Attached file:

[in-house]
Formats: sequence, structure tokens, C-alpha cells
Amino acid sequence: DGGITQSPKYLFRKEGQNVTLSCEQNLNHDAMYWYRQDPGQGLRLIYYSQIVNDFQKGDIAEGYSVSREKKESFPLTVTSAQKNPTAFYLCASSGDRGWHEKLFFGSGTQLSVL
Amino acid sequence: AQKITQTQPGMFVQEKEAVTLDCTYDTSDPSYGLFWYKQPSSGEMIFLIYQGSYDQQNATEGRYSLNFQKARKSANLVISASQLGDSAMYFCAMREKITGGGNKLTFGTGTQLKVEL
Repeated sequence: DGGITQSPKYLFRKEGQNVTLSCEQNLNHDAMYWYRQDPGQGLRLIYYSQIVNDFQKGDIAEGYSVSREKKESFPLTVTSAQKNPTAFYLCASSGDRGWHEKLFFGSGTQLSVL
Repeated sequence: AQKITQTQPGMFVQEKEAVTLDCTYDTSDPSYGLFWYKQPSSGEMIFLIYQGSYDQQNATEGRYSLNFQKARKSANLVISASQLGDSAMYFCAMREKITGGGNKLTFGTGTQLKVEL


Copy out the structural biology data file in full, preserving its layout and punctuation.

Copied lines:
[in-house]
Formats: sequence, structure tokens, C-alpha cells
Amino acid sequence: DGGITQSPKYLFRKEGQNVTLSCEQNLNHDAMYWYRQDPGQGLRLIYYSQIVNDFQKGDIAEGYSVSREKKESFPLTVTSAQKNPTAFYLCASSGDRGWHEKLFFGSGTQLSVL
Amino acid sequence: AQKITQTQPGMFVQEKEAVTLDCTYDTSDPSYGLFWYKQPSSGEMIFLIYQGSYDQQNATEGRYSLNFQKARKSANLVISASQLGDSAMYFCAMREKITGGGNKLTFGTGTQLKVEL
Repeated sequence: DGGITQSPKYLFRKEGQNVTLSCEQNLNHDAMYWYRQDPGQGLRLIYYSQIVNDFQKGDIAEGYSVSREKKESFPLTVTSAQKNPTAFYLCASSGDRGWHEKLFFGSGTQLSVL
Repeated sequence: AQKITQTQPGMFVQEKEAVTLDCTYDTSDPSYGLFWYKQPSSGEMIFLIYQGSYDQQNATEGRYSLNFQKARKSANLVISASQLGDSAMYFCAMREKITGGGNKLTFGTGTQLKVEL